Spending on agency nurses in Scotland has leapt from £16m to more than £23m in the past year, the latest figures show.
The statistics published today by NHS Scotland’s Information Services Division (ISD) show the number of permanent nursing and midwifery staff increased slightly by 0.3% to just over 59,370 as of March this year.
“Health boards cannot continue to ratchet up spending on agency nurses”
However, vacancy rates went up by a similar amount – from 3.3% to 3.6% – and the use of agency nursing and midwifery staff increased substantially for the third year running.
The figures show the amount of cover provided by agency staff jumped 44.9%, with costs rising from £16m in to just under £23.5m. In 2015-16, agency nurse and midwives provided cover equivalent to 276.7 full-time staff compared with 191 in 2014-15.
Meanwhile, there were 2,207.3 whole-time equivalent vacant nursing and midwifery posts as of March this year, according to the ISD quarterly report.
The Royal College of Nursing in Scotland said the figures showed that health boards had continued to struggle to fill permanent nursing posts and were employing expensive agency staff to fill the gaps.
Theresa Fyffe, RCN Scotland’s director, said the situation was “not sustainable”.
“While some investment in agency nursing will always be needed to cover unexpected events such as sickness absence and make sure there are enough nurses to provide safe care for patients, health boards cannot continue to ratchet up spending on agency nurses, which increased by £7.5m in the last year,” she said.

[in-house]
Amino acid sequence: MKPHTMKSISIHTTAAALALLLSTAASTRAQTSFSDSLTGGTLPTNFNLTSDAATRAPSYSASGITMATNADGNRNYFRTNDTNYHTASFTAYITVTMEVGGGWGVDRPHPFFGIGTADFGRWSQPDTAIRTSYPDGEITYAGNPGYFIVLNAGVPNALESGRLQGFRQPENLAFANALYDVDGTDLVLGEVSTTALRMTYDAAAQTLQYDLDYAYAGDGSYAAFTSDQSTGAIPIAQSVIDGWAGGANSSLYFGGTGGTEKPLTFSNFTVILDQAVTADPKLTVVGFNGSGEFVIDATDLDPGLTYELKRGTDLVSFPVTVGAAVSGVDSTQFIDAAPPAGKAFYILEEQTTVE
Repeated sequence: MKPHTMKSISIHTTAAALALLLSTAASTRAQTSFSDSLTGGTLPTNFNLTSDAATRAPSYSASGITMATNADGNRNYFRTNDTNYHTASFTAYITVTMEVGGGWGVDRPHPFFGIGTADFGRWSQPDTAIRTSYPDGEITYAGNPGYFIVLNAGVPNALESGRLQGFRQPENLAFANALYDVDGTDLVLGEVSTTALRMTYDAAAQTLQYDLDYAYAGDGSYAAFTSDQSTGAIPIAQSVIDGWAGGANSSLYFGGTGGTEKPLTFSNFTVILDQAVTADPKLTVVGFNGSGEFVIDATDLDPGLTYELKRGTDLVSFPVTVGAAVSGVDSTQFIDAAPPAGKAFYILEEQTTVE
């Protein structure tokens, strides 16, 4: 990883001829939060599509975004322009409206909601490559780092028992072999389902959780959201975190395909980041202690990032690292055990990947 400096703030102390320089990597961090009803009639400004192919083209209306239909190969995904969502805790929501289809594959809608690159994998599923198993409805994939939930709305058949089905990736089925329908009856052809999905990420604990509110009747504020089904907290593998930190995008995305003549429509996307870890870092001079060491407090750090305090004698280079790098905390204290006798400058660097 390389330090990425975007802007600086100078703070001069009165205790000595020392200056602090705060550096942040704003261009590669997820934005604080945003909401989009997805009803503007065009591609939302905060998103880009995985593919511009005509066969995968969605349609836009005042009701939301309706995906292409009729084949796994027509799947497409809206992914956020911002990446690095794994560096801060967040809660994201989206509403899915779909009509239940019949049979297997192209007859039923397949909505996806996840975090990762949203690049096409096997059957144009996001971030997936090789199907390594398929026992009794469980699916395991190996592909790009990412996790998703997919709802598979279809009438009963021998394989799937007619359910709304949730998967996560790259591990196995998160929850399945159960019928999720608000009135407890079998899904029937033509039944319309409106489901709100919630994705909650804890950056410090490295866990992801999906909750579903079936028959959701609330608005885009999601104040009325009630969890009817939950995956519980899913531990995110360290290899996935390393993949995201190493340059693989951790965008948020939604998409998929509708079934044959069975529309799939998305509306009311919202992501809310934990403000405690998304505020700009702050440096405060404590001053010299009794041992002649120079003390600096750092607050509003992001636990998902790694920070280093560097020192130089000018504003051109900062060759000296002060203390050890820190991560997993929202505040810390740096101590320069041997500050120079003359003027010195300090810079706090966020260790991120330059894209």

“These figures clearly show health boards are struggling to deliver services to more and more people with budgets that are not keeping pace with the increasing demands on the NHS,” said Ms Fyffe.
Many nurses felt under pressure and reported that they did not have time to provide the level of care for patients they would wish, she added.
“We know our NHS faces many pressures and is treating more patients with more complex illnesses”
The ISD confirmed that there had been a “large increase” in agency use but as a proportion of the total nursing and midwifery workforce this was “small” at just 0.4% for 2015-16.
This was also flagged up by the Scottish Government, which highlighted that nursing staff numbers had increased and spending on agency staff decreased since 2006 –.the year before the Scottish National Party came to power.
The £23.5m spent on agency nurses and midwives in 2015-16 was down by 11.3% from £26.47m in 2005-06, said Scottish health secretary Shona Robison.
“However, we know more needs to be done and earlier this year we launched a new initiative in partnership with NHS National Services to drive down the cost and use of all temporary agency staff,” she said.
“We know our NHS faces many pressures and is treating more patients with more complex illnesses than ever before. Despite these pressures, the fantastic staff working in the NHS continue to deliver high quality care,” she added.
Ms Robison said the government was investing in staff and Scotland was leading the way in developing mandatory nursing and midwifery workforce and workload planning tools.
The new figures show the total NHS Scotland workforce – not including GPs and dentists – was 161,656 people in March, the equivalent of just over 138,458 full-time staff. The government said 99.6% of all care was delivered by staff on NHS contracts.
Meanwhile, the figures show the use of bank nursing and midwifery staff stabilised in the last year, increasing by 0.7% from 4,256 whole-time equivalents in March 2015 to 4,287 whole-time equivalents in March 2016.